Grade: 3-5
Subject: Literature

#4593. Fiction lesson Plan

Literature, level: 3-5
Posted Thu Apr 12 08:21:31 PDT 2012 by RAJIA SULTANA (RAJIA SULTANA).
School, Bronx
Materials Required: Jaime O'Rouke and the Big Potato by Tomie Depaola
Concepts Taught: Understanding folktale; strategy is questioning

Rajia Sultana

Fiction Lesson Plan: Jamie O'Rourke and the Big Potato by Tomie DePaola

Purpose of the Lesson (Rationale)
Students will learn that good readers ask questions when they read. This lesson contributes to the overall instruction of thinking while reading, and becoming a strategic reader.

NYS Learning Standards
Standard 2: Students will read, write, listen and speak for literary response and expression.
Standard 3: Students will read, write, listen and speak for critical analysis and evaluation.
Standard 4: Students will read, write, listen and speak for social interaction.

Common Core State Standards
-Ask and answer questions to demonstrate understanding of a text, referring explicitly to the text as the basis for the answers
-Recount stories, including fables, folktales, and myths from diverse cultures; determine the central message, lesson, or moral and explain how it is conveyed through key details in the text.
-Describe characters in a story (e.g., their traits, motivations, or feelings) and explain how their actions contribute to the sequence of events.

Lesson Objectives
Students will learn the comprehension strategy of questioning while reading and be able to apply it to their independent reading practice. Under questioning strategy, students can also incorporate visualization and inferences/prediction.

Goal of Lesson
Tell students that this is an Irish folktale. Folktale teaches us about a moral or a lesson. It is passed down orally from one generation to the next. Students will learn that there are different forms of questions- through visualization, inferences, prediction and making connection. Asking questions helps students to become better readers and thinkers.

Tell students a little about the author. The author grew up hearing folktales from his beloved grandfather and he enjoyed it so much that it has inspired him to write this story. The love for reading starts when you are young.

Materials & Resources
Jamie O'Rourke and the Big Potato by Tomie Depaola
Chart ( The 5W's and H: Who, What, When, Where, Why and How)
Post-its (give 3-4)
Independent reading books
Choose turn and talk partners

Lesson Development
Tell students that since this is a fiction folktale, it will teach us something.
Tell students to look and listen carefully as I read aloud because we will learn to ask good questions.
Tell students that good questions start with who, what, when, where, why and how (have chart already prepared).
Show students the cover, and remind them that every story has a beginning, middle and end. Flip through the pages and tell them that we can create many questions from just by looking at the pictures alone or make inferences from reading through the text. As we read through the pages, we will know why the author enjoys reading and writing folktales. Furthermore, students will learn reading comprehension through deeper understanding from asking questions.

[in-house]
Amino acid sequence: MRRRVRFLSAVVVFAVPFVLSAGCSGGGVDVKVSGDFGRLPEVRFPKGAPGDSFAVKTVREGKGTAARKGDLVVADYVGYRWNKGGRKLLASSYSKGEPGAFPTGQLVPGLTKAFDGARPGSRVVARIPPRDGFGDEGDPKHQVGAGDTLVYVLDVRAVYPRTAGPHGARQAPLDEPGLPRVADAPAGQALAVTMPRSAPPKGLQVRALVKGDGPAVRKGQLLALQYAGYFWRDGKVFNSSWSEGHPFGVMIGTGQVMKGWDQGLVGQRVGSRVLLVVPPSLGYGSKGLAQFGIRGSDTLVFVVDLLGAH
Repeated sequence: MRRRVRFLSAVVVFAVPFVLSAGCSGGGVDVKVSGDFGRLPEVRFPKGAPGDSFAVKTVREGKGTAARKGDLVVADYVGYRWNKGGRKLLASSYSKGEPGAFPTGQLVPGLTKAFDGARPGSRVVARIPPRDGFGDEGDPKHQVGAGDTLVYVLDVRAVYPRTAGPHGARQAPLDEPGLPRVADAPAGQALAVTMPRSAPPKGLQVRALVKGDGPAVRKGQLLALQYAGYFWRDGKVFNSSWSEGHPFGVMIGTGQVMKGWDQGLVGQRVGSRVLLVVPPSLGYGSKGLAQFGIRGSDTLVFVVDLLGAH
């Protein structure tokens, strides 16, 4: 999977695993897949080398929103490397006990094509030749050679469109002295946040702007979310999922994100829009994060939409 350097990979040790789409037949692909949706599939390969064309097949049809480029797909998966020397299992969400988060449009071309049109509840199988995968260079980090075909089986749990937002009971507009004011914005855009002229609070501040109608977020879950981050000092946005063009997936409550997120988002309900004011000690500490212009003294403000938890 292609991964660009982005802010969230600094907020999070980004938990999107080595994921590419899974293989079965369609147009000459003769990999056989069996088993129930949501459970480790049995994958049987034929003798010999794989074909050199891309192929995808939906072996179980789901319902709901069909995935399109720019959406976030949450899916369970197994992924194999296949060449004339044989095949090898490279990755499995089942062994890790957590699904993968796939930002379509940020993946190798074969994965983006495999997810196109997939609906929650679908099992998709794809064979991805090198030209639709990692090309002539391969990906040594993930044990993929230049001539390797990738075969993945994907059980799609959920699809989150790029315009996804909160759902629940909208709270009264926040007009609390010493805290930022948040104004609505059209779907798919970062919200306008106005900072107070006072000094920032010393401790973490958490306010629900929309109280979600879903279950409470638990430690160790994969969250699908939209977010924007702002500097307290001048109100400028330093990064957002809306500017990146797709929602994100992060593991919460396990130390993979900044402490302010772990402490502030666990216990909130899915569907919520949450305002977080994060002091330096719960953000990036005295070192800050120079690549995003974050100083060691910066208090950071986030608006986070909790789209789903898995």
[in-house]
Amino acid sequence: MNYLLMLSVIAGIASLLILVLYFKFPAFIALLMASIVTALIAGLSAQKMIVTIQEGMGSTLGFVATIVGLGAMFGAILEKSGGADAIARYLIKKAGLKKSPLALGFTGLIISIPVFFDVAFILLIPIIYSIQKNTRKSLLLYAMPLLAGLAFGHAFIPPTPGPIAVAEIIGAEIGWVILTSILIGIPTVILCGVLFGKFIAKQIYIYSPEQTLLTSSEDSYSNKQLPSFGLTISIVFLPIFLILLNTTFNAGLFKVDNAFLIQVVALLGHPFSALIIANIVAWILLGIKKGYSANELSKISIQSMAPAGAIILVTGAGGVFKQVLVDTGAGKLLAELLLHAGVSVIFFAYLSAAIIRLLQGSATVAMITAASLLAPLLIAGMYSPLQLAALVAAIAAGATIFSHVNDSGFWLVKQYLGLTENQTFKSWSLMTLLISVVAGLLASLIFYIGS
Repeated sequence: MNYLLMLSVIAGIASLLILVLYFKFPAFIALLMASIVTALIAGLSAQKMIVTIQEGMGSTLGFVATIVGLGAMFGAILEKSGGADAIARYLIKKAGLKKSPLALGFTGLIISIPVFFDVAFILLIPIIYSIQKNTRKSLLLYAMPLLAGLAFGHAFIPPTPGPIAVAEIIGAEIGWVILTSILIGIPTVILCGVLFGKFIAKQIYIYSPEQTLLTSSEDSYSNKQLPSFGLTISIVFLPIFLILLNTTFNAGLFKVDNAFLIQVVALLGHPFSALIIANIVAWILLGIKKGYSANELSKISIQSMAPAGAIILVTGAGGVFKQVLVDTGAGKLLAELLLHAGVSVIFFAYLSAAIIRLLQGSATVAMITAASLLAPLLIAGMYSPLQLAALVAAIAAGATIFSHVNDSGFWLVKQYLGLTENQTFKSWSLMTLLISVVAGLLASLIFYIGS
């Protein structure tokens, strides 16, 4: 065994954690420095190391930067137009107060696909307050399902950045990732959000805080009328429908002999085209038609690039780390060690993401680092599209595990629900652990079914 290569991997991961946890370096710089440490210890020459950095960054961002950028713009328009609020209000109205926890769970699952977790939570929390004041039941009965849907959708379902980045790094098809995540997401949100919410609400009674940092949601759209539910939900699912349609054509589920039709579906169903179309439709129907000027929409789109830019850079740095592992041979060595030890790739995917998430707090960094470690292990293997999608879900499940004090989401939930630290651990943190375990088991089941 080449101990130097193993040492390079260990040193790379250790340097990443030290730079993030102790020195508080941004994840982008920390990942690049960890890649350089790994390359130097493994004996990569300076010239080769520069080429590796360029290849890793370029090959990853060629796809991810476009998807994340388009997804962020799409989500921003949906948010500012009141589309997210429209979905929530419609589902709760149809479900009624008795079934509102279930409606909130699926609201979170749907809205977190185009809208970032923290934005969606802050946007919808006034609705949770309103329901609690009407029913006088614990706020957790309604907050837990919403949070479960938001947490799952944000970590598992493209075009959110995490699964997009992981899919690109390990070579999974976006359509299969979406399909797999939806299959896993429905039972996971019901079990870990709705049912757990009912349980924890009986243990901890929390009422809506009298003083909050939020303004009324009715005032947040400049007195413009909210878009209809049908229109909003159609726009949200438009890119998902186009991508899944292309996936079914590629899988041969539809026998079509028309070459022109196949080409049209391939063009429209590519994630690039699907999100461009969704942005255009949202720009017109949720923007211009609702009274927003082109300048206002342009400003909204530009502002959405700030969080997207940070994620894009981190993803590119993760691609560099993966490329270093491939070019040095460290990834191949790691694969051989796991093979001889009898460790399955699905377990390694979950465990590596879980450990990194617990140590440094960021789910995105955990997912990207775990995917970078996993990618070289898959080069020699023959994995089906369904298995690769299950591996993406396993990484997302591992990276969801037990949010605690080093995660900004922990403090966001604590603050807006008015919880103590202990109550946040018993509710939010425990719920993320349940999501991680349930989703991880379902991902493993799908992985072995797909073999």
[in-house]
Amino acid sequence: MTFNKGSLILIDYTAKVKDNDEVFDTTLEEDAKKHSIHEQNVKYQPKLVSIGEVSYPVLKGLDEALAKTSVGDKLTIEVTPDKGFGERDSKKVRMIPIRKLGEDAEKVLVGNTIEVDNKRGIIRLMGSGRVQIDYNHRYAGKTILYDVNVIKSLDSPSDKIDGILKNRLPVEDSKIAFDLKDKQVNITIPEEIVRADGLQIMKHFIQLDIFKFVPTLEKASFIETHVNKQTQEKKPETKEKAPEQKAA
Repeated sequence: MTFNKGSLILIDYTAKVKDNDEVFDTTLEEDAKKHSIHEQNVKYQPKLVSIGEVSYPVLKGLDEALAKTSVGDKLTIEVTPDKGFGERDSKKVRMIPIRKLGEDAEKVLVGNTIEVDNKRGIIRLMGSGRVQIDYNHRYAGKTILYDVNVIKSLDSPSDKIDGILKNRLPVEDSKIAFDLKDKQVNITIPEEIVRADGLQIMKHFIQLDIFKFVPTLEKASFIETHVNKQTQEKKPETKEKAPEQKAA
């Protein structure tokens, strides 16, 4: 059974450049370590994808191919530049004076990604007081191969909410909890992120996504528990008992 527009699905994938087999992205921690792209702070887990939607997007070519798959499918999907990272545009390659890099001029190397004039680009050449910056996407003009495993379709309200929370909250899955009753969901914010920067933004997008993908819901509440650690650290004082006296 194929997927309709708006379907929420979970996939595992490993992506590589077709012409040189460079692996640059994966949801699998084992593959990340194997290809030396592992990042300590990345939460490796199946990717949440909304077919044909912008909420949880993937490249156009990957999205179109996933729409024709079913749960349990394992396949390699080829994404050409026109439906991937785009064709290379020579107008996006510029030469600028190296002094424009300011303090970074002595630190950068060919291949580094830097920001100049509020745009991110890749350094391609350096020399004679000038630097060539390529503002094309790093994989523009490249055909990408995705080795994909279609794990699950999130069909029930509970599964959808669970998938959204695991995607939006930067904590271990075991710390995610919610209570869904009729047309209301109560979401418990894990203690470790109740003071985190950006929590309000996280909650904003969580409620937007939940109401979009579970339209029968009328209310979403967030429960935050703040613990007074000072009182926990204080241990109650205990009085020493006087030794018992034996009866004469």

Tell students that as I read through I will begin by thinking of some of the questions I have that start with these words. I will make sure my questions come right from the words on the pages. You will have a chance to practice this as well with your partner.
Begin reading stopping at the following pages: (pick 3)
p.2. If her husband feels that the workload is too much even for him, I wonder what might happen to Eileen if she does it?
p.5. Thinking aloud: He is so lazy that he rather go to church to confess and await death than to work.
p.7. How will the leprechaun get out of this problem? Any ideas? (Turn and talk)
p.11. Inferring : How might Jamie feel after hearing his wife's negative remarks?
p.15. Imagine that you are passing by Jamie's home and you notice the big potato, what is one question you would ask your fellow neighbor. (Turn and talk)
p.19. What will they do now? Think of solutions. (Turn and talk).
p.28. What is the lesson of the story?

When book is completed say, "We learned so much about asking good questions just from reading a picture book.
Remind students of the strategy just modeled and how good readers ask questions as they read.
Send them back to their seats with 3 post-its each on which to write questions they have while reading their independent reading books.
Go around the classroom and confer with a few students and choose 2 or 3 students to share their questions at the end of the independent reading period. (About 15 -20 minutes)
Call the students back to the carpet, and ask the students chosen to share their questions.

Differentiated Instruction
Students will be hearing the teacher model questions using a think aloud. They'll refer to the chart.
ELL students can benefit a lot from looking at the picture book and hear a pair of turn and talk partners. They can illustrate on their post-its if they wish not to write, or converse with a fellow classmate.
All students will be reading in books on their independent reading level (narrative or informational texts). If they have already read their book, they can pick another book to read for independent reading. For early finishers, they can pick another book to read and compare the characters.

What method will you use to assess what the students have learned?
Student watching and listening during read aloud and turn and talks.
Collect post-its to see if their questions are insightful and provokes deeper understanding. See if their questions are derived from their texts.
Confer with a few students during independent reading.